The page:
Two days into it and no injuries to report. This is very good news! Especially considering neither Drake nor I have any experience skiing powder and that's about all there is up here on this mountain. At times, we are cutting through powder that comes above our knees making it incredibly difficult to do anything other than steer straight ahead and hope for the best.
We treated yesterday as our day to get warmed up on the mountain and agreed we would stick to intermediate trails only. This meant no trips to the peak of the mountain where all the trails are black diamond. We fared pretty well but the powder saps the energy out of your legs pretty quickly, and one fall in the powder for Drake took the rest of his energy.
But Carl called us last night and instilled extreme confidence in us! Spewing out motivational speak like "it's only a mountain" and "go slowly" and "there's nothing you can't do" and "just remember, lean into the mountain" and "don't be afraid to go off trail." We were empowered! There was nothing we couldn't do. Bring it on!
And so we hit the trails this morning brimming with absolute confidence. Two runs on the old familiar trails and we were ready to conquer the mountain. So up the Cornice Express we went. Who cares the storm has moved in. Who cares it snowed another few feet last night. We had Carl's spirit guiding. For a little way, anyhow.
We stood over the lip of that trail, looking down the steep, powdery slope and I knew, now was the time to act cool in front of Drake. No big deal. Just go slow, right? So Drake headed off first, gliding through the powder like nobody's business. And there was me behind, toes curled under, trying to grip the snow, as if it helped. And then, the powder bit, and Drake fell over sideways. Not a problem. Just get up again and try and fetch that ski pole that he dropped 6 feet uphill from him. Only trouble is, getting oneself upright in four feet of powder is a superhuman feat. While he focused on pulling himself upright, I sidestepped up the hill to fetch his pole. 20 minutes later, we were all intact, ready to proceed down the mountain, but boy, were we tired. Another 300 feet and I look up to see Drake face first in the side of a snowbank and all the people skiing around him shouting "are you all right???!!" It's never a good sign when other people are asking that. It's a clear indication that the wipeout was bad enough that you might not be all right. Luckily, Drake was fine. He had powdered his nose BIGTIME, heard his kneecap pop and cracked his goggles landing face first, but otherwise he was ok. And once again, he pulled himself up. This time, he was pretty worn out and we decided to stop at the lodge for a drink and a rest. He planned to go back to the condo, but I convinced him one more run would be well worth it. Good to end on a high note. And so we went back to old faithful, and had a lovely last run before Drake headed in for the day.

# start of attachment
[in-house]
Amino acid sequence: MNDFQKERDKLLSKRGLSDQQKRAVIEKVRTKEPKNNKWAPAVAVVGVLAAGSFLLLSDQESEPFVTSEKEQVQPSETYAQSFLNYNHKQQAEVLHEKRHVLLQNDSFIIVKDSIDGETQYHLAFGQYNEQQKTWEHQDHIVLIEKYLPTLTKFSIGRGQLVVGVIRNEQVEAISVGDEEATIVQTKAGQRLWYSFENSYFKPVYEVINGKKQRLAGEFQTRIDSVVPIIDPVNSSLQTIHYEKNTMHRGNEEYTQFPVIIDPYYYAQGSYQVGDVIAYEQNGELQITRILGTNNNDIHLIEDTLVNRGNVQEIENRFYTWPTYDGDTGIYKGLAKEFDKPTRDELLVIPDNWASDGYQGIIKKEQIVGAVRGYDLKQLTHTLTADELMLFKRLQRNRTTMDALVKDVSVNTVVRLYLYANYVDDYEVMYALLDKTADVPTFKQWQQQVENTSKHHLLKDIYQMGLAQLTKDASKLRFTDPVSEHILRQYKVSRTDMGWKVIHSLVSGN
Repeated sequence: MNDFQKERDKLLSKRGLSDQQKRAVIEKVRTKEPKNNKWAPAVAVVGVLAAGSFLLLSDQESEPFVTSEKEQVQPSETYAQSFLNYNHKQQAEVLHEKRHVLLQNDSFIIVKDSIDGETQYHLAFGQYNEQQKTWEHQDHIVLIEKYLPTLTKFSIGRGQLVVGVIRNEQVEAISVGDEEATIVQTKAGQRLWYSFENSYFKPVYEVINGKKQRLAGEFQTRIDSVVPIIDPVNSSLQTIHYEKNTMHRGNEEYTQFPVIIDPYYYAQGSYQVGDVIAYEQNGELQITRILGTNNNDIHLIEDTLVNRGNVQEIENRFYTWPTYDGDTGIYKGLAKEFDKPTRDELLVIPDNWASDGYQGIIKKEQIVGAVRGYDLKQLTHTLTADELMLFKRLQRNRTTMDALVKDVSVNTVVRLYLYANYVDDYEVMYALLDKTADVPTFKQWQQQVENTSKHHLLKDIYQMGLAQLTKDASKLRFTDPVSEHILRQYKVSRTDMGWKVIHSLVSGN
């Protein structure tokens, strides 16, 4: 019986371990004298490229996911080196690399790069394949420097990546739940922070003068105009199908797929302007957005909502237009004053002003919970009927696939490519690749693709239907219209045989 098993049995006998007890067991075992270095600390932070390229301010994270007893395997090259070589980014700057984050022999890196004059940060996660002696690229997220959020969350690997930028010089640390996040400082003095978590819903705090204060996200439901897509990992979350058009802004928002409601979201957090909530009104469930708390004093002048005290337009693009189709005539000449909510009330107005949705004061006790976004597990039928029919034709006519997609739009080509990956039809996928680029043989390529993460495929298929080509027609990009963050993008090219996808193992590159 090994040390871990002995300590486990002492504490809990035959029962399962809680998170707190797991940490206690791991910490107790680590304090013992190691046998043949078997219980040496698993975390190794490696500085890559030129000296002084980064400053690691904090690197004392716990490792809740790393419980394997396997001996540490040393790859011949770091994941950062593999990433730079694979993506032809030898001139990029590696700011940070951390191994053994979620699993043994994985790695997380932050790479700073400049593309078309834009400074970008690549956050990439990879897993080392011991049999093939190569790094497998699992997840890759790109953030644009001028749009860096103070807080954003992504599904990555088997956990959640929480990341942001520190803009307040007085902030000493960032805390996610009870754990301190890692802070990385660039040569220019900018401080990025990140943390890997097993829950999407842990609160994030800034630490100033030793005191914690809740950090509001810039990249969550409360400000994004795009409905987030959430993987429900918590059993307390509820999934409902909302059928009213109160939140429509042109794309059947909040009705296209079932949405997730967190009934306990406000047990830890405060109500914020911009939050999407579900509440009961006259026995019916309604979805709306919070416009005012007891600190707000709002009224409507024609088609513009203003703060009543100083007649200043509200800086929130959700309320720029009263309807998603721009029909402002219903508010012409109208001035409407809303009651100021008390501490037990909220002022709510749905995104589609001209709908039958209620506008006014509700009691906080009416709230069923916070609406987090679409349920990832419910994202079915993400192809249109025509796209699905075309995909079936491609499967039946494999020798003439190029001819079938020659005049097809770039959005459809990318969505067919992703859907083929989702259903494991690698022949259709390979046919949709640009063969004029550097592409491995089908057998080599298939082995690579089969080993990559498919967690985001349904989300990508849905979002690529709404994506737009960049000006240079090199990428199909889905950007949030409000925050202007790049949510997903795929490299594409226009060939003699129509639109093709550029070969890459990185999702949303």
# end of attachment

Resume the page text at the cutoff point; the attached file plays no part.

And I soldiered on, determined to "get my money's worth." What I ask you, is this: at what point to you know whether or not you got your money's worth? I went to the back of the mountain, dragged my way through more powder and got windwhipped on more chairlifts, always colder when you're on your own. Eventually, my legs began trembling and then I realized, maybe now I've gotten my money's worth. So I headed for home, and the hot tub, and the continuation of the Dr. Who marathon (that we began last night.) What a great day!
Tomorrow, we hit the trails for as long as we like before heading back to Oakland. With any luck, 88 will be open and the drive home will be an easy four hours.